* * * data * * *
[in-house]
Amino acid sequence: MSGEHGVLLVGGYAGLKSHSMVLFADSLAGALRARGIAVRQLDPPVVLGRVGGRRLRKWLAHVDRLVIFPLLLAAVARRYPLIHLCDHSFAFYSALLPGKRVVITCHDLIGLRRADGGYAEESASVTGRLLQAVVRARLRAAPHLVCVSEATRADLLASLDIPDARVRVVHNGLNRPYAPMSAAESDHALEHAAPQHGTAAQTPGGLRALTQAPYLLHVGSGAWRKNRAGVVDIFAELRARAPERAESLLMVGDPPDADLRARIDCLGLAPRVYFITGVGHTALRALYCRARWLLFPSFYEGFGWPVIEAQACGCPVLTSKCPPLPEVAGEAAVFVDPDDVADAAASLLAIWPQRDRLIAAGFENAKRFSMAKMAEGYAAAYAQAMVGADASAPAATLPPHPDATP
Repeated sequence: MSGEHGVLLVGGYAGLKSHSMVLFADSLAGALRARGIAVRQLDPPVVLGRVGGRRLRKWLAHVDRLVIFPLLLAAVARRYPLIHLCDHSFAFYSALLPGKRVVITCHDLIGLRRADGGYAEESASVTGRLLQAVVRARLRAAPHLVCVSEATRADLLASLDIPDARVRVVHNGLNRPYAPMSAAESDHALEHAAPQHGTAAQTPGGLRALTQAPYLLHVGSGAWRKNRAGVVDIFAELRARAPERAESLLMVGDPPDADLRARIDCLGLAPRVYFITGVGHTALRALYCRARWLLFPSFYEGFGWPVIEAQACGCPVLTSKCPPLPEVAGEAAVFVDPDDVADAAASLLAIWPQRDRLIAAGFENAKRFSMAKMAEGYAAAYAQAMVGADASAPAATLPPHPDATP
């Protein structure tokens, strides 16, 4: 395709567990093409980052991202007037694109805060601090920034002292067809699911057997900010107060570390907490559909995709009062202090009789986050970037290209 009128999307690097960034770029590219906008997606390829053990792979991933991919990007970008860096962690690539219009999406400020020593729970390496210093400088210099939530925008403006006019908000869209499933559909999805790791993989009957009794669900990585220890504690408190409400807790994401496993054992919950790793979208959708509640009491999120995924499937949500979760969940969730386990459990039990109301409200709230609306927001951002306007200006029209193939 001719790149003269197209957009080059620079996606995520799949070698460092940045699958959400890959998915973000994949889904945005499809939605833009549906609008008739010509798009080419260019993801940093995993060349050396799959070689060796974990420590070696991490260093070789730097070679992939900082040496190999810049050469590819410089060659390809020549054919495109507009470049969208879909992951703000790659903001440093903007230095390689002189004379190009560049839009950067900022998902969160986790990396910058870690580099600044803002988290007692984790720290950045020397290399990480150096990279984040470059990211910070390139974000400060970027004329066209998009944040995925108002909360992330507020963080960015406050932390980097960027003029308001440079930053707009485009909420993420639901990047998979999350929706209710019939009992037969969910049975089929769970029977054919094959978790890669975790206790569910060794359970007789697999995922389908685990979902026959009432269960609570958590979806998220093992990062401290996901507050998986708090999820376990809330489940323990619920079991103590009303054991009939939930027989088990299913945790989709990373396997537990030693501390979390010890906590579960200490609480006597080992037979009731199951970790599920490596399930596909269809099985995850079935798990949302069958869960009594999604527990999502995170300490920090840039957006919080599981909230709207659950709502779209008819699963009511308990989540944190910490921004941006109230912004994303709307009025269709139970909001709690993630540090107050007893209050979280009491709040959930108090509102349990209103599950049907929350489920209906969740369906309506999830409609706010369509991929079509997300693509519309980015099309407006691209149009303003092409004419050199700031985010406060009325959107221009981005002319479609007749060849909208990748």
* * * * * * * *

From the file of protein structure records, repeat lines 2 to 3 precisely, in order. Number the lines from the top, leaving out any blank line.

Amino acid sequence: MSGEHGVLLVGGYAGLKSHSMVLFADSLAGALRARGIAVRQLDPPVVLGRVGGRRLRKWLAHVDRLVIFPLLLAAVARRYPLIHLCDHSFAFYSALLPGKRVVITCHDLIGLRRADGGYAEESASVTGRLLQAVVRARLRAAPHLVCVSEATRADLLASLDIPDARVRVVHNGLNRPYAPMSAAESDHALEHAAPQHGTAAQTPGGLRALTQAPYLLHVGSGAWRKNRAGVVDIFAELRARAPERAESLLMVGDPPDADLRARIDCLGLAPRVYFITGVGHTALRALYCRARWLLFPSFYEGFGWPVIEAQACGCPVLTSKCPPLPEVAGEAAVFVDPDDVADAAASLLAIWPQRDRLIAAGFENAKRFSMAKMAEGYAAAYAQAMVGADASAPAATLPPHPDATP
Repeated sequence: MSGEHGVLLVGGYAGLKSHSMVLFADSLAGALRARGIAVRQLDPPVVLGRVGGRRLRKWLAHVDRLVIFPLLLAAVARRYPLIHLCDHSFAFYSALLPGKRVVITCHDLIGLRRADGGYAEESASVTGRLLQAVVRARLRAAPHLVCVSEATRADLLASLDIPDARVRVVHNGLNRPYAPMSAAESDHALEHAAPQHGTAAQTPGGLRALTQAPYLLHVGSGAWRKNRAGVVDIFAELRARAPERAESLLMVGDPPDADLRARIDCLGLAPRVYFITGVGHTALRALYCRARWLLFPSFYEGFGWPVIEAQACGCPVLTSKCPPLPEVAGEAAVFVDPDDVADAAASLLAIWPQRDRLIAAGFENAKRFSMAKMAEGYAAAYAQAMVGADASAPAATLPPHPDATP